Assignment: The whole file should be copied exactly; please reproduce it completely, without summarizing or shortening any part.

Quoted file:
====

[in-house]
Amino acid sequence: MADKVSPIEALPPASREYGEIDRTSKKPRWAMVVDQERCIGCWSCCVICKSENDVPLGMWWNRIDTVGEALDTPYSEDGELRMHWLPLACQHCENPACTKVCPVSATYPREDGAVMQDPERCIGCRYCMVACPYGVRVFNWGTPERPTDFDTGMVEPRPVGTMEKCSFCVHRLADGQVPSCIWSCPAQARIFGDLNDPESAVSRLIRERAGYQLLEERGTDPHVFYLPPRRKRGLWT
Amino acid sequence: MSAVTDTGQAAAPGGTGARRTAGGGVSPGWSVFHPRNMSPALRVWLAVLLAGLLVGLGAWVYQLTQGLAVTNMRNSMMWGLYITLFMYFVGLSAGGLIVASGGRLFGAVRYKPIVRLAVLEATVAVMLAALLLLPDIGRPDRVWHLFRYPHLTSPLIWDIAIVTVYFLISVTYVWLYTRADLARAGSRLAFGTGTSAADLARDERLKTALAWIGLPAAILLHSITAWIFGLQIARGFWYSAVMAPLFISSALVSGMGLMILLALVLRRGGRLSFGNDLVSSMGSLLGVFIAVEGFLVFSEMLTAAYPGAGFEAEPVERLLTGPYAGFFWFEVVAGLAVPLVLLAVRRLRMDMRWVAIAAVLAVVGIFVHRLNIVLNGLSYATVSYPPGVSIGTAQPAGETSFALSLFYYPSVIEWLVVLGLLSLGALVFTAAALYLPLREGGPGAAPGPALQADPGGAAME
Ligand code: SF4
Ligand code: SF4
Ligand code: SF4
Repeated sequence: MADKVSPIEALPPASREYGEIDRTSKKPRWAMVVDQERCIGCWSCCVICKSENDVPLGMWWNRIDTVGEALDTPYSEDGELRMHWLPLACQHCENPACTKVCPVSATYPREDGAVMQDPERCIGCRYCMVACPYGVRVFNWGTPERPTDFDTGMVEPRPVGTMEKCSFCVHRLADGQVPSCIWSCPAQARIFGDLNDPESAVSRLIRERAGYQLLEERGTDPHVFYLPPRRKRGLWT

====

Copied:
[in-house]
Amino acid sequence: MADKVSPIEALPPASREYGEIDRTSKKPRWAMVVDQERCIGCWSCCVICKSENDVPLGMWWNRIDTVGEALDTPYSEDGELRMHWLPLACQHCENPACTKVCPVSATYPREDGAVMQDPERCIGCRYCMVACPYGVRVFNWGTPERPTDFDTGMVEPRPVGTMEKCSFCVHRLADGQVPSCIWSCPAQARIFGDLNDPESAVSRLIRERAGYQLLEERGTDPHVFYLPPRRKRGLWT
Amino acid sequence: MSAVTDTGQAAAPGGTGARRTAGGGVSPGWSVFHPRNMSPALRVWLAVLLAGLLVGLGAWVYQLTQGLAVTNMRNSMMWGLYITLFMYFVGLSAGGLIVASGGRLFGAVRYKPIVRLAVLEATVAVMLAALLLLPDIGRPDRVWHLFRYPHLTSPLIWDIAIVTVYFLISVTYVWLYTRADLARAGSRLAFGTGTSAADLARDERLKTALAWIGLPAAILLHSITAWIFGLQIARGFWYSAVMAPLFISSALVSGMGLMILLALVLRRGGRLSFGNDLVSSMGSLLGVFIAVEGFLVFSEMLTAAYPGAGFEAEPVERLLTGPYAGFFWFEVVAGLAVPLVLLAVRRLRMDMRWVAIAAVLAVVGIFVHRLNIVLNGLSYATVSYPPGVSIGTAQPAGETSFALSLFYYPSVIEWLVVLGLLSLGALVFTAAALYLPLREGGPGAAPGPALQADPGGAAME
Ligand code: SF4
Ligand code: SF4
Ligand code: SF4
Repeated sequence: MADKVSPIEALPPASREYGEIDRTSKKPRWAMVVDQERCIGCWSCCVICKSENDVPLGMWWNRIDTVGEALDTPYSEDGELRMHWLPLACQHCENPACTKVCPVSATYPREDGAVMQDPERCIGCRYCMVACPYGVRVFNWGTPERPTDFDTGMVEPRPVGTMEKCSFCVHRLADGQVPSCIWSCPAQARIFGDLNDPESAVSRLIRERAGYQLLEERGTDPHVFYLPPRRKRGLWT